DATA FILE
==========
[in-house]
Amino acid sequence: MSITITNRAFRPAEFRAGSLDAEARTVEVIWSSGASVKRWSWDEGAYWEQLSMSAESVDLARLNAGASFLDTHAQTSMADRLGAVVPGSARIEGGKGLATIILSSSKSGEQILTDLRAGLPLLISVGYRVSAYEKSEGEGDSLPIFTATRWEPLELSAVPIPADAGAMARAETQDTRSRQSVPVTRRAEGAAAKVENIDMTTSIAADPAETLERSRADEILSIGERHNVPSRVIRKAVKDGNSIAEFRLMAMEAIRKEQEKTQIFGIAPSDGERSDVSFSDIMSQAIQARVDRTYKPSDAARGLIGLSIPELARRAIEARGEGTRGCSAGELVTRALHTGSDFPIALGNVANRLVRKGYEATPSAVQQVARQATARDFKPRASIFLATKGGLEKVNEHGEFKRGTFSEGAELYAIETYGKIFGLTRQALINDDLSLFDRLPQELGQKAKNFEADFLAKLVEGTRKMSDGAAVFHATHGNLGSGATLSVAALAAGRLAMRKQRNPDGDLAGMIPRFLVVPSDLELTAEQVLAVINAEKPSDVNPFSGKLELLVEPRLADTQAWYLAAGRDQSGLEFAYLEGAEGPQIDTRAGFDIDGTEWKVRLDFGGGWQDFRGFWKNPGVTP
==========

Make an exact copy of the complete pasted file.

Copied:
[in-house]
Amino acid sequence: MSITITNRAFRPAEFRAGSLDAEARTVEVIWSSGASVKRWSWDEGAYWEQLSMSAESVDLARLNAGASFLDTHAQTSMADRLGAVVPGSARIEGGKGLATIILSSSKSGEQILTDLRAGLPLLISVGYRVSAYEKSEGEGDSLPIFTATRWEPLELSAVPIPADAGAMARAETQDTRSRQSVPVTRRAEGAAAKVENIDMTTSIAADPAETLERSRADEILSIGERHNVPSRVIRKAVKDGNSIAEFRLMAMEAIRKEQEKTQIFGIAPSDGERSDVSFSDIMSQAIQARVDRTYKPSDAARGLIGLSIPELARRAIEARGEGTRGCSAGELVTRALHTGSDFPIALGNVANRLVRKGYEATPSAVQQVARQATARDFKPRASIFLATKGGLEKVNEHGEFKRGTFSEGAELYAIETYGKIFGLTRQALINDDLSLFDRLPQELGQKAKNFEADFLAKLVEGTRKMSDGAAVFHATHGNLGSGATLSVAALAAGRLAMRKQRNPDGDLAGMIPRFLVVPSDLELTAEQVLAVINAEKPSDVNPFSGKLELLVEPRLADTQAWYLAAGRDQSGLEFAYLEGAEGPQIDTRAGFDIDGTEWKVRLDFGGGWQDFRGFWKNPGVTP